Compliance with ethical guidelines
Competing interests The author declares that he has no competing interests.
This is an invited contribution from the editors. It is a commentary for the special edition that is intended to set out the challenges for future research in this area. It highlights a fundamental problem encountered by researchers in this field, that is, the fact that many findings will conflict with accepted wisdom and may generate a backlash from advocates and the public.
Open AccessThis article is distributed under the terms of the Creative Commons Attribution 4.0 International License (http://creativecommons.org/licenses/by/4.0/), which permits unrestricted use, distribution, and reproduction in any medium, provided you give appropriate credit to the original author(s) and the source, provide a link to the Creative Commons license, and indicate if changes were made.
- Baird, B., & Politics, N. (2002). Operant conditioning, Galileo, and the American Psychological Association’s response to Rind et al. 1998. The American Psychologist, 57, 189–192.View ArticleGoogle Scholar
- Berliner, L. & Conte, J. R. (1990). The process of victimization: the victim’s perspective. Child Abuse and Neglect, 14(1), 29–40.View ArticleGoogle Scholar
- Cockbain, E., Brayley, H., & Laycock, G. (2011). Exploring internal child sex trafficking networks using social network analysis. Policing, 5, 144–157.View ArticleGoogle Scholar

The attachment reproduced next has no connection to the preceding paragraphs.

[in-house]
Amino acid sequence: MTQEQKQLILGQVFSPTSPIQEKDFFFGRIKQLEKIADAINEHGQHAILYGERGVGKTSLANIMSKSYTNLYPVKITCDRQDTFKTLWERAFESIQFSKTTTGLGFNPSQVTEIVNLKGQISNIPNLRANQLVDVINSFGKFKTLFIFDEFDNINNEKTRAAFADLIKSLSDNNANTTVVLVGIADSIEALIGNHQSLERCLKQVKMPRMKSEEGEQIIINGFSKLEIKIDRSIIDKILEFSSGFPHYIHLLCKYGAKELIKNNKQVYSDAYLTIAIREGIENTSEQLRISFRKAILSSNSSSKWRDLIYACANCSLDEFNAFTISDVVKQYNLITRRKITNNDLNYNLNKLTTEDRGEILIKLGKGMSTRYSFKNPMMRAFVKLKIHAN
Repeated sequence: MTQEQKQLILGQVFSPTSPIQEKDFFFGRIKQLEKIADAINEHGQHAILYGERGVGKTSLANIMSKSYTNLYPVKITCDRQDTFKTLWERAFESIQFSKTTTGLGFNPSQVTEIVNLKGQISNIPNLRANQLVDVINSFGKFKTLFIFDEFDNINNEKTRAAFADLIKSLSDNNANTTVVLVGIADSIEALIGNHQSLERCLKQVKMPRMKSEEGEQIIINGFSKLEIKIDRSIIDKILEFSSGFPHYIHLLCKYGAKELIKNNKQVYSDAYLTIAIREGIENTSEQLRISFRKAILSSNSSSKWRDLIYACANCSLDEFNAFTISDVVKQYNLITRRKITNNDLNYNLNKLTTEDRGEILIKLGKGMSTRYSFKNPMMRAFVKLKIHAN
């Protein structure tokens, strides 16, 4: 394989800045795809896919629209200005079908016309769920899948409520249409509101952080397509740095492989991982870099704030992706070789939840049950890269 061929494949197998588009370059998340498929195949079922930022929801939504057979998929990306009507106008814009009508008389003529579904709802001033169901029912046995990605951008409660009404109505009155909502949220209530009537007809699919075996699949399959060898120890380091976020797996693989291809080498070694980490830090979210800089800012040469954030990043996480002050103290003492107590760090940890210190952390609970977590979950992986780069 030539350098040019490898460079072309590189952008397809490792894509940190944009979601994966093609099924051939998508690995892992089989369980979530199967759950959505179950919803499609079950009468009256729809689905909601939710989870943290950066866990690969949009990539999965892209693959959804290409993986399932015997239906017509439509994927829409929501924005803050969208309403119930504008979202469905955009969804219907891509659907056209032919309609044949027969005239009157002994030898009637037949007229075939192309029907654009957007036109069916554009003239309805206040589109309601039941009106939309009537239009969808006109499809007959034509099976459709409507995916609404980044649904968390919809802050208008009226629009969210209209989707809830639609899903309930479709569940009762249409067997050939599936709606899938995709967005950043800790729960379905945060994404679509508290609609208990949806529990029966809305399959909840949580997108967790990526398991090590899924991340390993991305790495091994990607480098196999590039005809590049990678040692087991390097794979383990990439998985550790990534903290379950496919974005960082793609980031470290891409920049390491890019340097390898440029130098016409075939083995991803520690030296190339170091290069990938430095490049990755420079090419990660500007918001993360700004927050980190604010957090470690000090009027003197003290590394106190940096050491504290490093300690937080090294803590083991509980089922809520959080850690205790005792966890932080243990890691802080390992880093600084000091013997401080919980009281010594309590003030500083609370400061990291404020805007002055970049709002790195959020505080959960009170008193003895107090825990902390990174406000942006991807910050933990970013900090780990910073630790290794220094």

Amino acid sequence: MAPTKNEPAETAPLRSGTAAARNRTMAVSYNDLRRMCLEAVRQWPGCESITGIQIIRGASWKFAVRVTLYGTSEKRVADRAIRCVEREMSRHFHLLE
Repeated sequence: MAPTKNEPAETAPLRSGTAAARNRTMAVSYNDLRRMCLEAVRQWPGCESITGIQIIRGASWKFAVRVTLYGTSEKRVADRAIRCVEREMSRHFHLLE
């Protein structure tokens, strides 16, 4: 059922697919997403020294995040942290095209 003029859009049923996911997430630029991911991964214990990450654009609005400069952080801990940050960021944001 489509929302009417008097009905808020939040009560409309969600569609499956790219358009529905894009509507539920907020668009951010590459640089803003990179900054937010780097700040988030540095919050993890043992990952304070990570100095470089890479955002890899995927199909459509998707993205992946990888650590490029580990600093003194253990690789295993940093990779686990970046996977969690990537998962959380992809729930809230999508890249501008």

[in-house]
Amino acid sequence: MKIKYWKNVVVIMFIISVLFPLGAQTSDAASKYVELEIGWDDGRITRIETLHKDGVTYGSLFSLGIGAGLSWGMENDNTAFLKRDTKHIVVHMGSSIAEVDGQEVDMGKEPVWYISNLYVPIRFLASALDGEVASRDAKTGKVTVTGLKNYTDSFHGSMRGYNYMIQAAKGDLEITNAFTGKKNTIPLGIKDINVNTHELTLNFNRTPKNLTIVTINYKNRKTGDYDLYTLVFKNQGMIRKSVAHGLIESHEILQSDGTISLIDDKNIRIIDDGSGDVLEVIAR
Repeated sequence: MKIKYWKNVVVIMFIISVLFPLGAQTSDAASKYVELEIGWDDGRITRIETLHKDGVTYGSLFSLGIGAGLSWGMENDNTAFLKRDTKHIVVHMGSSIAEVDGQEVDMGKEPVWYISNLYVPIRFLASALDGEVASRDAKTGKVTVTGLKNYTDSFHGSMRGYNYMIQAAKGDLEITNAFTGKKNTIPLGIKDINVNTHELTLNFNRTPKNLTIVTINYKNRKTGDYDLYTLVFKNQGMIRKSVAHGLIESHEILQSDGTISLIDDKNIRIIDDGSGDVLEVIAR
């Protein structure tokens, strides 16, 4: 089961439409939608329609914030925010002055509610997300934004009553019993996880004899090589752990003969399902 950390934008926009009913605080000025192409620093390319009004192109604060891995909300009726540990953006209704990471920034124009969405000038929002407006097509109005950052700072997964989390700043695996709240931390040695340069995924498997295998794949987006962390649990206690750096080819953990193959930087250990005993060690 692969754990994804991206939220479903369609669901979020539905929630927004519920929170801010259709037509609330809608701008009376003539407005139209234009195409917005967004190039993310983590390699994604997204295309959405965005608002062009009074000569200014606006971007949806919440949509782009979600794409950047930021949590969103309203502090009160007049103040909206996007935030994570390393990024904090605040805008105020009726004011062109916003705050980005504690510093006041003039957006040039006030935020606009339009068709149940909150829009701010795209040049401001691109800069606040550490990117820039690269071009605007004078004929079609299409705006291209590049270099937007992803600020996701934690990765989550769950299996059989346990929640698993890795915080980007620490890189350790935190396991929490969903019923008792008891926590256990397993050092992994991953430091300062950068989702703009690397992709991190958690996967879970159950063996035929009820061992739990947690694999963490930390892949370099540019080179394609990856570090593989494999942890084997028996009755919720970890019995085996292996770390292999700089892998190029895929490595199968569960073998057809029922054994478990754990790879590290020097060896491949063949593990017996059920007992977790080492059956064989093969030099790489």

- Hanson, R. K., & Bussiere, M. T. (1998). Predicting relapse: a meta-analysis of sexual offender recidivism studies. Journal of Consulting Clinical Psychology, 66, 348.View ArticleGoogle Scholar
- Himelein, M. J., & McElrath, J. A. V. (1996). Resilient child sexual abuse survivors: cognitive coping and illusion. Child Abuse & Neglect, 20, 747–758.View ArticleGoogle Scholar
- J. Sanderson. (2004). Child-focussed sexual abuse prevention programs: How effective are they in preventing child abuse? Research and Issues Paper Series, No. 5. Brisbane: Queensland Crime Commission.Google Scholar
- Lilienfeld, S. O. (2002). When worlds collide: social science, politics, and the Rind et al. (1998) child sexual abuse meta-analysis. American Psychologist, 57, 176–188.View ArticleGoogle Scholar
- McGloin, J., & Widom, C. S. (2001). Resilience among abused and neglected children grown up. Development and Psychopathology, 13, 1021–1038.View ArticleGoogle Scholar
- Oellerich, T. D. (2000). Rind, Tromovitch, and Bauserman: Politically incorrect—scientifically correct. Sexuality and Culture, 4, 67–81.View ArticleGoogle Scholar
- Popper, K. R. (1972). Objective Knowledge. Oxford: Oxford University Press.Google Scholar
- Rind, B., Tromovitch, P., & Bauserman, R. (1998). A meta-analytic examination of assumed properties of child sexual abuse using college samples. Psychological Bulletin, 124, 22–53.View ArticleGoogle Scholar
- Smallbone, S., & Wortley, R. K. (2000). Child sexual abuse in Queensland: Offender characteristics and modus operandi. Brisbane: Queensland Crime Commission and Queensland Police Service.Google Scholar
- Smiljanich, K., & Briere, J. (1996). Self-reported sexual interest in children: sex differences and psychosocial correlates in a university sample. Violence and Victims, 11, 39–50.Google Scholar
- Wolak, J., Finkelhor, D., Mitchell, K. J., & Ybarra, M. L. (2008). Online “predators” and their victims: Myths, realities, and implications for prevention and treatment. American Psychologist, 63, 111–128.View ArticleGoogle Scholar